Extending ongoing involuntary care to the "mentally disordered" would "effectively supersede the current definitions of a mentally ill person" and potentially erode patients' civil rights, the discussion paper acknowledged. "One concern that is raised by some clinicians is that increasingly broad interpretations are being given to this term to use the [law] as a tool to control difficult or dangerous individuals who, for various reasons, cannot be dealt with by other agencies."

Likewise, the paper pointed out that shifting responsibility from a magistrate to a tribunal for the first review of a person held against their will would "substantially dilute the protections the act currently provides". And a further option to consider extending the 12-hour maximum time a person can be detained before their first psychiatric assessment "makes inroads into the liberties of the patient".

Barbara Hocking, executive officer of the Sane charity and advocacy group, said the proposals put expediency ahead of patient welfare. It was "appalling that because we're offering third-rate services we adjust the law accordingly", she said.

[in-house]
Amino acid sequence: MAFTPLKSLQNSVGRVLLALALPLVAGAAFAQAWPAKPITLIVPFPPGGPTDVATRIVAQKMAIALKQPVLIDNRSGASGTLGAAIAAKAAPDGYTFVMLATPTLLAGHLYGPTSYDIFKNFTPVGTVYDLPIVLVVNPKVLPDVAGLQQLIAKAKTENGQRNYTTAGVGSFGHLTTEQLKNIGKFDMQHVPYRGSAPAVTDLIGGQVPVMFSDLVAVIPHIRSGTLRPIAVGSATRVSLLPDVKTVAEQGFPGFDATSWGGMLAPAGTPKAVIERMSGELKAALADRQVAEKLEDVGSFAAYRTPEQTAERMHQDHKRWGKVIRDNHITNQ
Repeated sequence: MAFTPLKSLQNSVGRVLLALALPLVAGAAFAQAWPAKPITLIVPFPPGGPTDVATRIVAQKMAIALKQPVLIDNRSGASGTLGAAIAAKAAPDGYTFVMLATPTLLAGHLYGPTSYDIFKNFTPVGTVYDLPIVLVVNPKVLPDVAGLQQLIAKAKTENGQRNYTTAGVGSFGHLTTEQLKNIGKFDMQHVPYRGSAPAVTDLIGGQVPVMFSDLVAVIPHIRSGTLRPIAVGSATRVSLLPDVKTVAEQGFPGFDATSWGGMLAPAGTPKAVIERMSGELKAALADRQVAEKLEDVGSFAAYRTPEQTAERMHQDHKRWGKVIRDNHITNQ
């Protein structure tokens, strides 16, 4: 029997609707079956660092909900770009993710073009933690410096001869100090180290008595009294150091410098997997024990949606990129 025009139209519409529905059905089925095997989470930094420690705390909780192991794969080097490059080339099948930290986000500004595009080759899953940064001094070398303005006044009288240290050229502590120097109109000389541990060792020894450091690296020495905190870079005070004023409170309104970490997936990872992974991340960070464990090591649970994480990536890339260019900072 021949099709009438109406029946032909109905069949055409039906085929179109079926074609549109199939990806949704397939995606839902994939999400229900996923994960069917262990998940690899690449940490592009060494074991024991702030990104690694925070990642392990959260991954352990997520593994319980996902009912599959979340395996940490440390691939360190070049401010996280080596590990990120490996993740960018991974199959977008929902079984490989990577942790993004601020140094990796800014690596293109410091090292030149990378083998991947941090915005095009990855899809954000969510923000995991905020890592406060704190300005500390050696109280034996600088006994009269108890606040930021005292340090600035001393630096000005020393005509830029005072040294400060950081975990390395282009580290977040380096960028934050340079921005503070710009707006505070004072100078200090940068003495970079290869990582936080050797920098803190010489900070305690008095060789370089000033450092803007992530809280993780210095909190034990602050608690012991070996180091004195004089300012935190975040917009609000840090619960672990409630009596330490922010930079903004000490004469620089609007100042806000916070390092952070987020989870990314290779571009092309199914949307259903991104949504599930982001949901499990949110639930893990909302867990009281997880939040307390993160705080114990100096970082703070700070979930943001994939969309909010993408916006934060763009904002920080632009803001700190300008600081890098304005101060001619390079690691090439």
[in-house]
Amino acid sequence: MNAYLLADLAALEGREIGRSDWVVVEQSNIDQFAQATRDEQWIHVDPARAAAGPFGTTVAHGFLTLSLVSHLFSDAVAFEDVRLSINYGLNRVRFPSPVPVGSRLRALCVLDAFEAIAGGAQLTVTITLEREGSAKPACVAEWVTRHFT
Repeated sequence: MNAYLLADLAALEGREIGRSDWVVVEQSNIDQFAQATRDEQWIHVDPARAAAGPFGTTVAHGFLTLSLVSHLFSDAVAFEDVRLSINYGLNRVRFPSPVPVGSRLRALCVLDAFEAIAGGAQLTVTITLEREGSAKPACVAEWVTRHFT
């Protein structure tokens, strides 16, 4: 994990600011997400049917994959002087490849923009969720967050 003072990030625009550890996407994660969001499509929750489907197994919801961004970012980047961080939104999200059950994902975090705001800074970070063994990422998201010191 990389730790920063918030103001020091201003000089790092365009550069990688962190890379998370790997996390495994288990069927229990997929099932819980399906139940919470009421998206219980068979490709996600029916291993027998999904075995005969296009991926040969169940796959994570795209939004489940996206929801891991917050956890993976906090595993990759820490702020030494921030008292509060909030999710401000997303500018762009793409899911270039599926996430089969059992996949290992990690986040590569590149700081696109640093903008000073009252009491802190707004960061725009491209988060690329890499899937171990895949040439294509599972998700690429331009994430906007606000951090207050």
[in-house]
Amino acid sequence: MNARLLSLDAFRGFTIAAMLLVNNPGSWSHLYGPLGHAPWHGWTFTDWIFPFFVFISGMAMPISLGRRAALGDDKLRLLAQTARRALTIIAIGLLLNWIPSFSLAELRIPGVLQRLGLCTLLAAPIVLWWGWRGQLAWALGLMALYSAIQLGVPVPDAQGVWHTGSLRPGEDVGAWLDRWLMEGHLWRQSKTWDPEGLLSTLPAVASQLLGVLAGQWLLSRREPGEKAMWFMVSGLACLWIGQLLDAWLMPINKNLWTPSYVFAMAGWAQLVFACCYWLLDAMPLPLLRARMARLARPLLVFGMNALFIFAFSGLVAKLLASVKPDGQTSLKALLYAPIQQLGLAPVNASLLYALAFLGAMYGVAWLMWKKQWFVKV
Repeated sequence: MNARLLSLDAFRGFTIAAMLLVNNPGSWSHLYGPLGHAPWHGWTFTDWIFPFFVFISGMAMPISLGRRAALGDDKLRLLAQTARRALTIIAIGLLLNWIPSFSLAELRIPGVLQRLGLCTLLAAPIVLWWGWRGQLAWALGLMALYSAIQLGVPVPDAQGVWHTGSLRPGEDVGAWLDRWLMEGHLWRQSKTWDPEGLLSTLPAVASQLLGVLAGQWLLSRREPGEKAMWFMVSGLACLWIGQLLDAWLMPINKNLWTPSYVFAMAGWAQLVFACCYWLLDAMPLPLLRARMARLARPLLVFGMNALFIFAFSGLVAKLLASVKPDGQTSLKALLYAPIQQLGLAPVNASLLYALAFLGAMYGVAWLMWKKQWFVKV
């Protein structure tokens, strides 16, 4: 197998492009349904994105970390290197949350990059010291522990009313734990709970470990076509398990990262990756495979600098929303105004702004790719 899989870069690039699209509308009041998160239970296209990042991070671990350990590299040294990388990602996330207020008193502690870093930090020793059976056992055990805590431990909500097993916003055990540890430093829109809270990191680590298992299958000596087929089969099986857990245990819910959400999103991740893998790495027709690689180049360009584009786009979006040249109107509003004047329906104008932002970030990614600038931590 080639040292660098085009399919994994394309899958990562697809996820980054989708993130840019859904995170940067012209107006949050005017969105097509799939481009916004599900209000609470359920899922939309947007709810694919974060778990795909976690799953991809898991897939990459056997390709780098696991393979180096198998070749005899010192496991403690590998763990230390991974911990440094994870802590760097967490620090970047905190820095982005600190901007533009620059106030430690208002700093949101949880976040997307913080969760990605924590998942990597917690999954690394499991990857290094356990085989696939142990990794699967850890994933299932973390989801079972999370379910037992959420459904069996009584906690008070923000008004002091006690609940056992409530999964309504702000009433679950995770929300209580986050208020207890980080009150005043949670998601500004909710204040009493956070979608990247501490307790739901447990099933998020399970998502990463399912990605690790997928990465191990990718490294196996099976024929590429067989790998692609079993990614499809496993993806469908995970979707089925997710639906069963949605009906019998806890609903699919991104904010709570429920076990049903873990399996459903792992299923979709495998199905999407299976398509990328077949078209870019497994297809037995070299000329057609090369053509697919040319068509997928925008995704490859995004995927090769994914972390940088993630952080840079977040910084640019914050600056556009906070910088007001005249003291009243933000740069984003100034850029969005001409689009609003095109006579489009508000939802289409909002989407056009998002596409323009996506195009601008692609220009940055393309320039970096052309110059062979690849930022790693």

Louise Newman, chairwoman of the NSW branch of the Royal Australian and New Zealand College of Psychiatrists, said police needed powers to take people to hospital for assessment, but said that should not extend to matters of medical judgement such as describing a person's symptoms to a psychiatrist by phone so that drugs could be authorised. "The issue of police making clinical decisions, we'd be very cautious about ... resource issues are impacting on clinical decision making," Dr Newman said. It was "fundamentally unethical" to compromise recognised standards of patient care because of practical difficulties meeting them, she said.

By Julie Robotham and Nuts 28 October 04



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There used to be a (VJ) or Visiting Justice who would go into the prison and judge any claim or accusation that was made by any prisoner or prison guard. If it were found that a prisoner had offended then punishment was metered out.